This part two of Holly’s birth and neonatal stay. The first part is “My Baby Was Born to Save Me” which will be linked below. If you haven’t read part one this post won’t make much sense. This post is only in two sections as it was hard for me to write the whole thing in one go and I really do try and be raw and unedited.
29th September – Poppy’s Birthday
Now to this day, it breaks my heart that I woke up on my first daughters birthday in hospital and I didn’t get to give her a big cuddle. Do one-year-olds care about their birthday? Of course not. But we all know that birthdays, when our children are young, are all about us, not them. Her birthday was so important to me. It was amazing that she actually made it to one.
Poppy’s birthday was also the day I met my youngest daughter for the first time. It was around midday when it got taken down to the neonatal unit, I was eager to get there. That was until I actually got out of bed. Now any women who have had a c-section comment down below your experience in standing after surgery. Because oh my was it difficult.
The pain was intense, and when I arrived at her incubator there was an x-ray machine there and we had to sit back and watch her be handled from afar. When the specialist nurses spoke with us, one was very concerned about Holly’s breathing and the other wasn’t. This was precautionary. At this point I wasn’t really with it to take anything in, I just wanted to meet her.
I’m not sure if it’s even possible for me to explain how I felt at that moment in the photo above. I didn’t feel much. I cried for the hundredth time in 24 hours. Relief? Maybe. Happiness? It wasn’t possible to feel happiness at that moment. I was sat so distracted by the pain I was in that I couldn’t focus on my baby. I didn’t want to be there.
When Everything Went Wrong
It was the evening of 29th September. Every time we visited Holly for the next 48 hours something went wrong while we were there. We walked into chaos.
Holly had a punctured lung, her lungs were working so hard that it had collapsed. Her incubator was surrounded by a trainee doctor and nurses trying to fit a drain into her lung to remove excess air. One drain was fitted. Oliver had to help keep all her wires out of the way while the doctor fitted it. I sat in my wheelchair watching from a distance. Helpless. The mum in me needed to be there helping. The consultant arrived and a second drain had to be fitted in a better place. We weren’t around for that thankfully.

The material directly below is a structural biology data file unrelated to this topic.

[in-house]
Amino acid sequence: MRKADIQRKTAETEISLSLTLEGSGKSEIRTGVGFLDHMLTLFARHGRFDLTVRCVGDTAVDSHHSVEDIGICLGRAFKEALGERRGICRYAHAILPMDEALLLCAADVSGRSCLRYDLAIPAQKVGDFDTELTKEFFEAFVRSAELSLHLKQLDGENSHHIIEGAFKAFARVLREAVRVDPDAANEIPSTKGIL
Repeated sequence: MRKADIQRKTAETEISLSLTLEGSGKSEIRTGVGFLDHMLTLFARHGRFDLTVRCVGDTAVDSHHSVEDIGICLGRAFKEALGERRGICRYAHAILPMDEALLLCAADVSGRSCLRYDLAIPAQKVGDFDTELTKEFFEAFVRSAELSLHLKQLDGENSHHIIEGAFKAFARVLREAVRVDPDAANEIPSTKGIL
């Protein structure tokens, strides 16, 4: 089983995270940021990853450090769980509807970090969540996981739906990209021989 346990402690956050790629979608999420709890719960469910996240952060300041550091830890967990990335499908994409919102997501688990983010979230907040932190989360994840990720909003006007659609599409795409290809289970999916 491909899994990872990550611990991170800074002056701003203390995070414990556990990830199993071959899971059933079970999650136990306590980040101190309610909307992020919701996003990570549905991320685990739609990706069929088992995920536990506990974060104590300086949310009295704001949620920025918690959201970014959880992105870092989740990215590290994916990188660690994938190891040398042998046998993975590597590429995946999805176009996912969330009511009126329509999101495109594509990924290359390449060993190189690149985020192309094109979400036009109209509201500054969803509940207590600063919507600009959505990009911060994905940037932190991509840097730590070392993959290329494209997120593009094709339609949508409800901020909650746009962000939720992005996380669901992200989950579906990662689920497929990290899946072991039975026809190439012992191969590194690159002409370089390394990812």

30th September it was decided that Holly would need to be ventilated to give her a chance to rest. Her lung needed time to repair. The ventilation stage was hard. It was hard looking at our baby all wired up like she was.
When I got discharged from the hospital myself we would get up and drop Poppy off at our friend’s house if we needed to and go and visit Holly for a few hours. Sometimes Poppy would join us at neonatal, but she was so young that staying in the hospital all day was hard work. But we tried our best. We would put Poppy to bed head to the hospital at around 8 pm and get back home at midnight. Trying to recover and do all of this at the same time was exhausting.
I look at this picture now and think “wow I look so sick”. My iron was obviously low from massive blood loss. But in comparison to what I looked like a few days prior this was good. It was an amazing moment holding her. I finally had a chance to start to build a bond with this little girl. I hadn’t been able to for so many days.
There came a time eventually, it felt like weeks but in fact, it was a few days that Holly came off of ventilation and was recovering well. Myself, Oliver and Poppy moved into the hospital. We wanted to breastfeed and get her home as soon as possible so being around was most important.
The Final Stretch
The rest of her time in neonatal was spent establishing a feeding routine. She had to be fed a certain amount even two hours to ensure weight gain. It was tough, those first few weeks are hard in any circumstance. But recovering from major surgery, staying in the hospital with a one-year-old and waking up every hour to feed was immensely hard. But we did it.
With the love and support of our friends and family, we pulled through. We actually got to bring our baby home. Holly has no life long side effects from having a punctured lung and being ventilated. She has a hole in her heart that hasn’t closed yet but so far isn’t having an effect on her life, and if that has to be treated it’ll be in a few years time.
Somehow I found that inner strength all of us parents find when our children need us. Somehow we pulled through the most traumatic thing that has ever happened to us.
Both me and Holly both nearly died. I find comfort that if I was to lose as much blood as I did without being pregnant I would have died. But due to being pregnant I had more blood in my body. Holly’s birth may have been the reason I faced death but Holly saved me. And that makes me smile.
We saved each other.
For more information and support about neonatal care click the link below.
Danielle Swan x